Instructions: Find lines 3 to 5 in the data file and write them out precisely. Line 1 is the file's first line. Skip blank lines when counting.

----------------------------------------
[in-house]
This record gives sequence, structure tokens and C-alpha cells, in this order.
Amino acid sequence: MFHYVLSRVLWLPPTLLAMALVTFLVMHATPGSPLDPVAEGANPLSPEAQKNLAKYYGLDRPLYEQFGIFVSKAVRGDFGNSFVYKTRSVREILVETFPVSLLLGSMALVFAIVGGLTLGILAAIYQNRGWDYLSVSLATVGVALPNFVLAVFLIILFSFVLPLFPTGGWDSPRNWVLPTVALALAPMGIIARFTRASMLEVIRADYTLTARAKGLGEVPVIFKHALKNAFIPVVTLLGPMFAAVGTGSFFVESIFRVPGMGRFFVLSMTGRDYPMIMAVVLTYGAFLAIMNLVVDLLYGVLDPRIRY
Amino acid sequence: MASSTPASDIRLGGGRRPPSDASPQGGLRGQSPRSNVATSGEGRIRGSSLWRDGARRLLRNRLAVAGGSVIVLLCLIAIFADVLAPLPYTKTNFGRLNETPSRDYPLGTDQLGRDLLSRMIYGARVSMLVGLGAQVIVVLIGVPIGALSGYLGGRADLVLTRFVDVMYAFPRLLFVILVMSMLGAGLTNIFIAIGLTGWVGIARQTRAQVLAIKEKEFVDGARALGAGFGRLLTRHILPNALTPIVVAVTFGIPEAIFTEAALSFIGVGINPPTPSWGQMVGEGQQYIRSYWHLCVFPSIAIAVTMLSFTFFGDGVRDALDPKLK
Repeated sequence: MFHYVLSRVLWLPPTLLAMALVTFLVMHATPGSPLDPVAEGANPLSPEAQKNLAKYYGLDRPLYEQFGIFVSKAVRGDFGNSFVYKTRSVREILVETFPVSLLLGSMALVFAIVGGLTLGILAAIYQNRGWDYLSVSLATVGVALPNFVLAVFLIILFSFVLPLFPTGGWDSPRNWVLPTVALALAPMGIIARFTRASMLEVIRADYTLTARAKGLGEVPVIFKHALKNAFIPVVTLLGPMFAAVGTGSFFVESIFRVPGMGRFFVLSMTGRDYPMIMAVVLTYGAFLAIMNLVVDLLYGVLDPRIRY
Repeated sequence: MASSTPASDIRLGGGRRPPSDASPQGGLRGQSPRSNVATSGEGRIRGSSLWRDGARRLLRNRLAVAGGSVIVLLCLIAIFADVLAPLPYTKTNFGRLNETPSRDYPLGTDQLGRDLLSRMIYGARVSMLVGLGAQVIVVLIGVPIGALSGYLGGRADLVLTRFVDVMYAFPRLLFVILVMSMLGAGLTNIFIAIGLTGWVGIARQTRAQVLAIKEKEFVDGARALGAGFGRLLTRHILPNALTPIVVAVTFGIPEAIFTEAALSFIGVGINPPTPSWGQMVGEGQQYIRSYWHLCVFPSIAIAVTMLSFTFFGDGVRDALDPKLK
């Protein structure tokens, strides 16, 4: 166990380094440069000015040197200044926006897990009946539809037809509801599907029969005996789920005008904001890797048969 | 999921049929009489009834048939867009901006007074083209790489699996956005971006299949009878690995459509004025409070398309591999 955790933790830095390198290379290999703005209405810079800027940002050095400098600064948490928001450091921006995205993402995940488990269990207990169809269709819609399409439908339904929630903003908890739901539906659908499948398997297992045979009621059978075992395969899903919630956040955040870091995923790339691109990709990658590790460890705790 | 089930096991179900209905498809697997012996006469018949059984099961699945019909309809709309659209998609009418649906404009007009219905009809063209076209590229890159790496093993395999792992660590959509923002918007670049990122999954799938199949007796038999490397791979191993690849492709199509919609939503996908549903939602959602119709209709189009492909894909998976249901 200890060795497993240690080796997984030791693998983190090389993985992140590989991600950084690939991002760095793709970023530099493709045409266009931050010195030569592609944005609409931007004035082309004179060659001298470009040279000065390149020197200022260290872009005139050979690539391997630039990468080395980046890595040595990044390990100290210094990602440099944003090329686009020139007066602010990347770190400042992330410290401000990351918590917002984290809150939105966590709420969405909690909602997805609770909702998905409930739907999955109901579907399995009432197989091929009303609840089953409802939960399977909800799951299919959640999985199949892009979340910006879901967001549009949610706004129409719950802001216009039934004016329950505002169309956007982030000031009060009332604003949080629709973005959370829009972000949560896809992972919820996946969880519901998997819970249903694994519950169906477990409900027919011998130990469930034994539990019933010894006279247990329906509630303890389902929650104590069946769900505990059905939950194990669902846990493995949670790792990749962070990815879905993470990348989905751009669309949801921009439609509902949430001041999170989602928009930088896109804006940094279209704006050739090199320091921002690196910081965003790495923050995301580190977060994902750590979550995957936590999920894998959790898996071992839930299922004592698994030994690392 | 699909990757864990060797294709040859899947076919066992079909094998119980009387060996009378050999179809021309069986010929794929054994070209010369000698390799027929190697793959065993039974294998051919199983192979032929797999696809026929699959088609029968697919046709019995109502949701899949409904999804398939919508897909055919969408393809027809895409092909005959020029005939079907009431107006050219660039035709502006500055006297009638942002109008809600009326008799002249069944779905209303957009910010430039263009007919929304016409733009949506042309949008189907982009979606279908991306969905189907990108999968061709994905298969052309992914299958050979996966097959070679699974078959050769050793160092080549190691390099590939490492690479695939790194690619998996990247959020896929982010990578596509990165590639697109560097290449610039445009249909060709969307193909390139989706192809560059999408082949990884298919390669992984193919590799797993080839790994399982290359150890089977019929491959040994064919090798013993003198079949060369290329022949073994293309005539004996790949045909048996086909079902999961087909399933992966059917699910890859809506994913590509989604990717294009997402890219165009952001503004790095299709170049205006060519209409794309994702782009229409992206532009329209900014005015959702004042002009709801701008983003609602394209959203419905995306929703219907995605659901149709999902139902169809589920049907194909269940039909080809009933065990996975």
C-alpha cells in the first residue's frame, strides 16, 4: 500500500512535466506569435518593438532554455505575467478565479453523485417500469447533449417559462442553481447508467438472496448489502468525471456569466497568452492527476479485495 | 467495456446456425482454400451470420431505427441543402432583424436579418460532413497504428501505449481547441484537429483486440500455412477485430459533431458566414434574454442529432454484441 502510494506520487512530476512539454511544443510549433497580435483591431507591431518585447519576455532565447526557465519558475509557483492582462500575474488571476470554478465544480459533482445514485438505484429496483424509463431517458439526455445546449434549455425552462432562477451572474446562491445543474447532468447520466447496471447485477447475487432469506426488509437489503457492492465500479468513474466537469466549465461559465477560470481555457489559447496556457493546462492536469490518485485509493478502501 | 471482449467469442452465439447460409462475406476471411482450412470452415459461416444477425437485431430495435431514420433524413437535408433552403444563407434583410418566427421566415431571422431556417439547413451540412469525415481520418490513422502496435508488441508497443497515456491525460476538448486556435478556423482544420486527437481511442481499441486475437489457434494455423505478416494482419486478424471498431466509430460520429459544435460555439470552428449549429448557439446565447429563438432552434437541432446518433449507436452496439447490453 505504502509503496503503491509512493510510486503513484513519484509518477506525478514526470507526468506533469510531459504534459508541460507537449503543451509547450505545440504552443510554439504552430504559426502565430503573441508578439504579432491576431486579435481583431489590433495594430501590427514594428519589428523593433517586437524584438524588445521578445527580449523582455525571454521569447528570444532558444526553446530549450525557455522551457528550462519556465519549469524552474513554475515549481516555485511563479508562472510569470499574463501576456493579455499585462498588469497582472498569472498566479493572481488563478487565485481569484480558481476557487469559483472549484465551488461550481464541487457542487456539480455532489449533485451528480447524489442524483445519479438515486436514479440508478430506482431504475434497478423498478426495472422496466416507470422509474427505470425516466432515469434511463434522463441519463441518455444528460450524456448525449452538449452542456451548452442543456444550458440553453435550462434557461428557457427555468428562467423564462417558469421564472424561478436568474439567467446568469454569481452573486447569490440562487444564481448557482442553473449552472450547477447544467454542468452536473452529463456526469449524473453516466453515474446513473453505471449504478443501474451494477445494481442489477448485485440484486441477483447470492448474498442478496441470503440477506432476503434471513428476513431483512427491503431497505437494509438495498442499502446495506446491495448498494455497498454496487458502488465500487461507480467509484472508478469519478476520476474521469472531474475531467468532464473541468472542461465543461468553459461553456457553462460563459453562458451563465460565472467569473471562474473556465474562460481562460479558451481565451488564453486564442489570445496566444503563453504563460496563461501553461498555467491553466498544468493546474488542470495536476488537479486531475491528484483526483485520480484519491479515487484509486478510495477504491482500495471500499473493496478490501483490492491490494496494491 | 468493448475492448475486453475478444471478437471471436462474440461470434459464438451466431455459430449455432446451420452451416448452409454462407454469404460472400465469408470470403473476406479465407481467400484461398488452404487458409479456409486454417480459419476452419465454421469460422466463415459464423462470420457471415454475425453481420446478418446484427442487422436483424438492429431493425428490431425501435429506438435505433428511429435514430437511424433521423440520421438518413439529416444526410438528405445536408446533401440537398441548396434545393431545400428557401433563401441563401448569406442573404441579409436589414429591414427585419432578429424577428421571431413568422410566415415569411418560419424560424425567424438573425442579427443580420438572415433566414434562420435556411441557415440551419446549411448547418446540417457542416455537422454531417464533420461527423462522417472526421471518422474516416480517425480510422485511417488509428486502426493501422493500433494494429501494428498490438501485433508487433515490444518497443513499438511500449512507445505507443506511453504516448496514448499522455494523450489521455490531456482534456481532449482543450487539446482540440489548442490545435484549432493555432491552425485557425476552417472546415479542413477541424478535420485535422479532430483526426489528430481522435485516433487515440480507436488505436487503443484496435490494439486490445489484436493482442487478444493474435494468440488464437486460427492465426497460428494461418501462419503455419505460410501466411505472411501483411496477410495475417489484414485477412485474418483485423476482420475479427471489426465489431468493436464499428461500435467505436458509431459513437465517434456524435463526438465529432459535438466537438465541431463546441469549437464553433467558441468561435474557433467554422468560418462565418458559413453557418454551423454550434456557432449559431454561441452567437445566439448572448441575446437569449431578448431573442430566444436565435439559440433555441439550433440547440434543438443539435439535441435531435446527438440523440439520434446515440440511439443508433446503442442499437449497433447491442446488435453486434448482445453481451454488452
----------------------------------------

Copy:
Amino acid sequence: MFHYVLSRVLWLPPTLLAMALVTFLVMHATPGSPLDPVAEGANPLSPEAQKNLAKYYGLDRPLYEQFGIFVSKAVRGDFGNSFVYKTRSVREILVETFPVSLLLGSMALVFAIVGGLTLGILAAIYQNRGWDYLSVSLATVGVALPNFVLAVFLIILFSFVLPLFPTGGWDSPRNWVLPTVALALAPMGIIARFTRASMLEVIRADYTLTARAKGLGEVPVIFKHALKNAFIPVVTLLGPMFAAVGTGSFFVESIFRVPGMGRFFVLSMTGRDYPMIMAVVLTYGAFLAIMNLVVDLLYGVLDPRIRY
Amino acid sequence: MASSTPASDIRLGGGRRPPSDASPQGGLRGQSPRSNVATSGEGRIRGSSLWRDGARRLLRNRLAVAGGSVIVLLCLIAIFADVLAPLPYTKTNFGRLNETPSRDYPLGTDQLGRDLLSRMIYGARVSMLVGLGAQVIVVLIGVPIGALSGYLGGRADLVLTRFVDVMYAFPRLLFVILVMSMLGAGLTNIFIAIGLTGWVGIARQTRAQVLAIKEKEFVDGARALGAGFGRLLTRHILPNALTPIVVAVTFGIPEAIFTEAALSFIGVGINPPTPSWGQMVGEGQQYIRSYWHLCVFPSIAIAVTMLSFTFFGDGVRDALDPKLK
Repeated sequence: MFHYVLSRVLWLPPTLLAMALVTFLVMHATPGSPLDPVAEGANPLSPEAQKNLAKYYGLDRPLYEQFGIFVSKAVRGDFGNSFVYKTRSVREILVETFPVSLLLGSMALVFAIVGGLTLGILAAIYQNRGWDYLSVSLATVGVALPNFVLAVFLIILFSFVLPLFPTGGWDSPRNWVLPTVALALAPMGIIARFTRASMLEVIRADYTLTARAKGLGEVPVIFKHALKNAFIPVVTLLGPMFAAVGTGSFFVESIFRVPGMGRFFVLSMTGRDYPMIMAVVLTYGAFLAIMNLVVDLLYGVLDPRIRY